I greet you today with good news and bad news. If you’re the superstitious type, the bad news is it’s Friday the 13th … all day! On the other hand, if you’re the romantic type, tomorrow is Valentine’s Day and you still have time to get your honey a present. Commercials everywhere insist you buy roses, chocolates, lingerie or diamonds. (Or face being celibate until next Valentine’s.)

This year it’s estimated that Americans will spend will spend $17.6 billion on Valentine’s Day, the second highest grossing holiday behind only Christmas. (Unless like me, you’re not in a relationship, in which case welcome to the club.)

But for those who are, just whose wallet is at the mercy of Cupid’s arrow and what are they buying? It seems that among the most popular Valentine’s gifts are teddy bears, some as big as 6 feet tall and costing as much as $200. (What a country!)

In pitching teddy bears the commercials literally say, “Flowers are going to die in a few days, and if you buy chocolates she’ll just say they make her fat.” In the ads, the hot models gaze lovingly at the huge bear as if he’s sexier than George Clooney. (The bear likely has less ego needs than Clooney?)

Call me cynical, but a year from now I can see these giant teddy bears selling for $5, or best offer, in garage sales all across the county.

The Valentine’s teddy bear craze is also trying to capitalize on the “Fifty Shades of Grey” movie, which is based on the book that sold 100 million copies. The “limited-edition” bear is being offered by the Vermont Teddy Bear Co., a purveyor of all things cute, cuddly and vaguely ursine. Quoting from the website, Teddy features “smoldering eyes, a suit and satin tie, mask — even mini handcuffs.” (Good grief!)

In these so-called liberated times, it turns out that gender weighs heavily on the price tag of Valentine’s Day. The average male spends $168.74, which is nearly double the $85.76 that the average female spends. Meanwhile, the 25-34 age range spends the most at $176.85, with the 65-plus category spending the least at $79.97.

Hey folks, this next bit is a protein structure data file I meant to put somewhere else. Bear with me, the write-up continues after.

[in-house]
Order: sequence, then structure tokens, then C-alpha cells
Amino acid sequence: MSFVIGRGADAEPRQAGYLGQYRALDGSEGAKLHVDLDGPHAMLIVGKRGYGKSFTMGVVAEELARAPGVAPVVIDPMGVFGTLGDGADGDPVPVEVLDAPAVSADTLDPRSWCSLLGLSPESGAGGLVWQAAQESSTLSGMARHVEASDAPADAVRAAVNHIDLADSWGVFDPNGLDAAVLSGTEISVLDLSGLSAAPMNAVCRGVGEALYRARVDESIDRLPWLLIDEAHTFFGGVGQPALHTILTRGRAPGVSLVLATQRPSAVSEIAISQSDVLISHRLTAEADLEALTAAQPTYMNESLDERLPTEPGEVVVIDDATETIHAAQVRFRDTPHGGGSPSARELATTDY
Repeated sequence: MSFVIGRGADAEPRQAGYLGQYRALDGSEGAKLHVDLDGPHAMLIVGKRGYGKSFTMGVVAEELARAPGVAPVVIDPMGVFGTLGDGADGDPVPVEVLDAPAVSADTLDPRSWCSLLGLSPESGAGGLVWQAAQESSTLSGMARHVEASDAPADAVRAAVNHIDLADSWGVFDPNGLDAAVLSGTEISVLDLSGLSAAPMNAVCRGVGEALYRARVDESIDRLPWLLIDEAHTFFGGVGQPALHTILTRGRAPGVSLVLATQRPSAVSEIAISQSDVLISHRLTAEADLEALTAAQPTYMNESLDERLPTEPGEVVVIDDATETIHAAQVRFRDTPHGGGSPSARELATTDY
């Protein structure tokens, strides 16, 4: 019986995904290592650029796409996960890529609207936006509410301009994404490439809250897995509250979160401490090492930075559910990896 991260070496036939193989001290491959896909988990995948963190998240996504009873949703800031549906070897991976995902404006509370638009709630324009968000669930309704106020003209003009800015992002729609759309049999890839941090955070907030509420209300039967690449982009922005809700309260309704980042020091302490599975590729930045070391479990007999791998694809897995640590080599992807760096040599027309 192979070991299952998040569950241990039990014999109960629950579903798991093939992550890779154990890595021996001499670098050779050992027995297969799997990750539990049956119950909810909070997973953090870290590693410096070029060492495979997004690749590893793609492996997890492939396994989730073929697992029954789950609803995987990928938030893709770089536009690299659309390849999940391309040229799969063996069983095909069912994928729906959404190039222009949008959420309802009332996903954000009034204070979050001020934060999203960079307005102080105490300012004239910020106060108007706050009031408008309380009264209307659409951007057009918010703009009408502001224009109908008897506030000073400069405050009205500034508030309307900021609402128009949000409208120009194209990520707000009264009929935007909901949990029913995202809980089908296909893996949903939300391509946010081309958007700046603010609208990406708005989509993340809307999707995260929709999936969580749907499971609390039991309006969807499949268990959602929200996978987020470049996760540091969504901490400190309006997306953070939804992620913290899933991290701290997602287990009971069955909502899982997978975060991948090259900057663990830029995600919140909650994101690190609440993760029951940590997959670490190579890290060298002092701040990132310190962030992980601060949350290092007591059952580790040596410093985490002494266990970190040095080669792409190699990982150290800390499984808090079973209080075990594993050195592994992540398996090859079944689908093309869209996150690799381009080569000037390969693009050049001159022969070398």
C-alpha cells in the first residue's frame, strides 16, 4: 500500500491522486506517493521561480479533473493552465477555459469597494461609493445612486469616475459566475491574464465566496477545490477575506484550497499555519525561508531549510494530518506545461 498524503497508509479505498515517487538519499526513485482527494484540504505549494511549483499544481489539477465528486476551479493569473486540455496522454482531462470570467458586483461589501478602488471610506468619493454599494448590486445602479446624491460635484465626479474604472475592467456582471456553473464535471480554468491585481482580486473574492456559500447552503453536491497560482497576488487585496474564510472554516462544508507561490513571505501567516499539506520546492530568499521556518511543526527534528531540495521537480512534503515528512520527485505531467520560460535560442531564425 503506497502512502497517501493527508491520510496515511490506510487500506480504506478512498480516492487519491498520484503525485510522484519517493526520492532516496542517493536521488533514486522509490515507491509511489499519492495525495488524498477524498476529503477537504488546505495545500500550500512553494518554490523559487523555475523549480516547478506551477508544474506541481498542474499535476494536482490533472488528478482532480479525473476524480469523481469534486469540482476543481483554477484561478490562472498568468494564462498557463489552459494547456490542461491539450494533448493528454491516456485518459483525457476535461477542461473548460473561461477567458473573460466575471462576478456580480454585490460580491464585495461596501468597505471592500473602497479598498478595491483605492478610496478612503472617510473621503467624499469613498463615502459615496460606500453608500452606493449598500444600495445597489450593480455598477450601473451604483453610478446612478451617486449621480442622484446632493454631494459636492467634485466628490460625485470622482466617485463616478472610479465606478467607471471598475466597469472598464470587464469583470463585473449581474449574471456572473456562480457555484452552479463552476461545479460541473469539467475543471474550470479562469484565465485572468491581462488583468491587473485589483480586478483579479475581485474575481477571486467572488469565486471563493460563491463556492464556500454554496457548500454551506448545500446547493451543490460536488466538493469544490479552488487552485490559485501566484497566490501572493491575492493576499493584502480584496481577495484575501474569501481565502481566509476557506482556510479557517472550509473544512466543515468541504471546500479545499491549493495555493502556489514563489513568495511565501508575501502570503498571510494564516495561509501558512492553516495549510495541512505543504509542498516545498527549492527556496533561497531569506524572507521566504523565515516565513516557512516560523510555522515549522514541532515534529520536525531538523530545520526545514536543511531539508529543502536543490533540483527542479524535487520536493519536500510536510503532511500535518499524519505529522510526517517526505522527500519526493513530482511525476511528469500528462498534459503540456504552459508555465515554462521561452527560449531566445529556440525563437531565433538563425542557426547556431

But who is St. Valentine? One legend contends that he was a priest in 3rd century Rome. When Emperor Claudius II decided that single men made better soldiers than those with wives and families, he outlawed marriage for young men. Valentine bravely defied Claudius and performed marriages for young lovers in secret.

When Valentine’s actions were discovered Claudius ordered that he be put to death. (Aw, how romantic.) By theMiddle Ages, Valentine would become one of the most popular saints in England and France. And before long the holiday came to America where it became a boon for businesses, apparently including the hawking of teddy bears.

But while Valentine’s Day is tomorrow, today is Friday the 13th. And being such, today we’re supposed to avoid walking under open ladders. (Any ladder tall enough for me to walk under, no matter what the date, is one I generally avoid.) Frankly, given the litigious nature of society, the last open ladder on the sidewalk I remember seeing was in a Three Stooges movie.

Among other things we are supposed to avoid today is tripping over a black cat. (Again, bad for you on any day, not to mention for the cat.) And avoid breaking mirrors because, if you do, prepare for really rotten luck for the next seven years. I guess the trifecta would be tripping over a black cat, careening under an open ladder and breaking a mirror in the process.

Other Friday the 13th no-nos include: “Don’t spill salt” with the proviso that if you do, throw it over your left shoulder; try not to find spiders and don’t have an owl look through your window, though that would seem to be up to the owl; don’t open an umbrella indoors, unlikely during our current heat wave; don’t put new shoes on the table (meaning old shoes are okay? If so, remind me not to eat at your table); avoid walking on cracks in the pavement; don’t let birds in your house; and don’t cut your hair or nails inside (“I’ll be right back, Joe, I’m just going outside to cut my toenails.”) And lastly, if you see a magpie, tell it to fly away.

Frankly, I’m just grateful that not on the list of things to avoid on this day is reading humor in a newspaper, i.e. “Laughing Matters.” Unless, of course, you’re doing so while walking under an open ladder. In that case, this column is intended as a disclaimer and as such relieves me and the Daily Press from any legal liability. And in the holiday spirit, may I just say, “Happy Valentine’s Day, everyone!”

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